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Topic: chocolate (25 msgs / 499 lines)
1) From: Glen Sutherland
How many folks are interested in Tom getting and teaching us how to make
chocolate?
Peace,
Glen
ICQ 34239611
Drago Dormiens Nunquam Titillandus
Abit BX 6r2 1.8v | PIII 700 | Alpha PAL-6035
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2) From: drg
My preference would for Tom to spend his time on coffee.  My sense is that
to do chocolate as well as Tom does coffee would require almost as much time
and effort as it took him to get up to speed on coffee.  I doubt he could do
it without out coffee and/or his personal life suffering.
   Just my two cents worth.
     Jim Gundlach
       roasting over wood
         etc
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3) From: Mike Geis
From: "drg" 
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time
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do
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I don't think Tom has a personal life.  When she wants to see him, Maria
goes to the shop.
Mike
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4) From: Keith Jones
I think you need to read Tom's little article/story about roasting chocolate
beans before you get too carried away with that idea.
Keith
Glen Sutherland wrote:
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5) From: Glen Sutherland
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chocolate
beans before you get too carried away with that idea.<<
I have been talking to Tom about roasting chocolate for about 4 years now.
Infact, it is he who got me interested.  Unfortunately, it may simply be too
hard to do at home.
What got me thinking about it again was the movie, "Chocolat" in which
Juliette Binoche is shown making it from roasted beans.
Peace,
Glen
ICQ 34239611
Drago Dormiens Nunquam Titillandus
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6) From: Simpson
Glenn said:
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I agree that it may be too hard. It seems to combine the hardest of roasting
tasks with the processing nightmares of full lauter home brewing and the
thermal precision of darkroom work. Blcch. But the main reason why I don't
care to do it is that there are masters who not only do it better than I
ever could (only I wouldn't know that until I had spent many hours on a
single batch) but their product lasts some time, months at least under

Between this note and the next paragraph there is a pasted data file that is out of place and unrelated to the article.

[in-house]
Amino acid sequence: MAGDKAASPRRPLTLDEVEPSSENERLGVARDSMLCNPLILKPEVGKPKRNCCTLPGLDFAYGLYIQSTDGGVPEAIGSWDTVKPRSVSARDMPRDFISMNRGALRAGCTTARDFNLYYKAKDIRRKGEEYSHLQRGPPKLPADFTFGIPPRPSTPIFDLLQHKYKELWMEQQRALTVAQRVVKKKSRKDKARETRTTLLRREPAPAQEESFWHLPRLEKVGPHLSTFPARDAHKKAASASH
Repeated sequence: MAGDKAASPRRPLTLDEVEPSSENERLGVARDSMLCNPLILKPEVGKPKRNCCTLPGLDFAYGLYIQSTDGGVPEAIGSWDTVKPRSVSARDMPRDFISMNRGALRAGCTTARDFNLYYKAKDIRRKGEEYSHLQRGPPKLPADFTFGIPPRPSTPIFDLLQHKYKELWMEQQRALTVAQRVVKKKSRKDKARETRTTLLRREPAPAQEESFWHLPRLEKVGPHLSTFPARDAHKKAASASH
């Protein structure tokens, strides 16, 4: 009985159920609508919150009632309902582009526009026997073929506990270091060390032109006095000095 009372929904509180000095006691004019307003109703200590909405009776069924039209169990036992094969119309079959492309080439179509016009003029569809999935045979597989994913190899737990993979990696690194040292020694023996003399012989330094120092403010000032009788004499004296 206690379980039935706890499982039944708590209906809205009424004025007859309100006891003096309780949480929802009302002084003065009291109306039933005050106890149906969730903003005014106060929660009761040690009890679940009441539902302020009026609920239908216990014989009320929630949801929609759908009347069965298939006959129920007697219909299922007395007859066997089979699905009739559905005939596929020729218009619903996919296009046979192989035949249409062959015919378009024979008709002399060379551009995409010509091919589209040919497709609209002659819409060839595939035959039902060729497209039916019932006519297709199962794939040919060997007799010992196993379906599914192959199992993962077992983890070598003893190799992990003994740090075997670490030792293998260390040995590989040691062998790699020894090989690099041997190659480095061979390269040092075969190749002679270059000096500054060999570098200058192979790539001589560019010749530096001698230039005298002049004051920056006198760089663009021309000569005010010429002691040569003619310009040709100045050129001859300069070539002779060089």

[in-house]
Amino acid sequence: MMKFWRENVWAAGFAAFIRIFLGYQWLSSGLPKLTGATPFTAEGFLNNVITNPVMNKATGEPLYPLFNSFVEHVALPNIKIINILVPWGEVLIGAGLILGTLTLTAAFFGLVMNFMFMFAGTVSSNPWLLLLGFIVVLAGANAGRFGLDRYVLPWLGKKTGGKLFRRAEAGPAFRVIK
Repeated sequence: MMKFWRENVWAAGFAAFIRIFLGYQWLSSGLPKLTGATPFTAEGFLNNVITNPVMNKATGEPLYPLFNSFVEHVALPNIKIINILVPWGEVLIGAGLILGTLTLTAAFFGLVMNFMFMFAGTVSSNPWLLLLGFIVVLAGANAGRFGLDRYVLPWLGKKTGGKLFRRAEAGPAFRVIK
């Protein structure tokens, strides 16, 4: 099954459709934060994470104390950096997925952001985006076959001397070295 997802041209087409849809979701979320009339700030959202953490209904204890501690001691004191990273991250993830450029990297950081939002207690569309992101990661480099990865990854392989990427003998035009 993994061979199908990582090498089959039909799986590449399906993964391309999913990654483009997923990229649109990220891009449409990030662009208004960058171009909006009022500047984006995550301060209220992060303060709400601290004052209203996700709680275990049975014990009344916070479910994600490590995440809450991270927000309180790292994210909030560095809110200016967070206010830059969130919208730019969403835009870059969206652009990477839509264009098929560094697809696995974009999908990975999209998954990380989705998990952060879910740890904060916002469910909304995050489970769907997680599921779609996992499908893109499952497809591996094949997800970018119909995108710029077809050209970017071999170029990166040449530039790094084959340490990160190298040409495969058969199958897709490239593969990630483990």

proper conditions. Coffee is failing by the time it is shipped, but not
chocolate.
Any one triedhttp://www.scharffen-berger.com/index.htm? Best darned
chocolate I have ever had, bar none. A bit grated on a cappa adds a whole
new dimension.
Ted
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7) From: Joseph A. Feliciani
Hi Ted,
I love their chocolate!  Their Nibby Bar (which is 62% semi-sweet with
roasted cacao bean nibs in it) is great.  Every time I buy a bar, I end up
buying 2 - I can never decide between their 70% Bittersweet or their Nibby
Bar!  I'll have to grate some on my next cappa.
Joe
WBPII - Bodum Antigua - *$ Proteo Barista
(espresso only)

8) From: Alex McGregor
Hello All,
I agree Scharffen-Berger chocolate is excellent. My first exposure to it was
through Pete's coffee in the Bay Area of California. Since then I have found
it at numerous specialty food stores as well. In my own opinion it is
superior to most of the premier Belgium dark chocolates I have tried.
Alex

9) From: Steven Dover

10) From: Michael Vanecek
Agreed. As much as I'd love to explore chocolate (I've got about ten
baby Cacao trees growing here), Tom has his hands more than full with
coffee - and that's what he specializes in, and I've come to depend on
that. If he's distracted learning about chocolate and all that jazz it
may be more than he can handle and still keep the quality of service he
has on the coffee side. Now, if we can find another "Tom" in the
chocolate realm, that would be cool...
Mike
Steven Dover wrote:
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11) From: Cindy Martin
I would be very interested!  It would be a much better smell in the house
than we're getting now (I hope).
Glen Sutherland wrote:
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12) From: John Wanninger
Cindy Martin wrote:
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Not necessarily.  While one could associate the smell from the Ambrosia
Chocolate plant in downtown Milwaukee with chocolate, it is tolerable, but
not all that pleasant(IMHO).  It certainly is nothing so nice as the
wonderful aroma of the finished product, like brownies baking in the oven,
or fudge sauce cooking on the stove.  Mmmmmmmm....
John
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13) From: JKG
Thanks for that memory, which I had forgotten.  I still remember
coming out of Marquette Warrior games at the Arena and smelling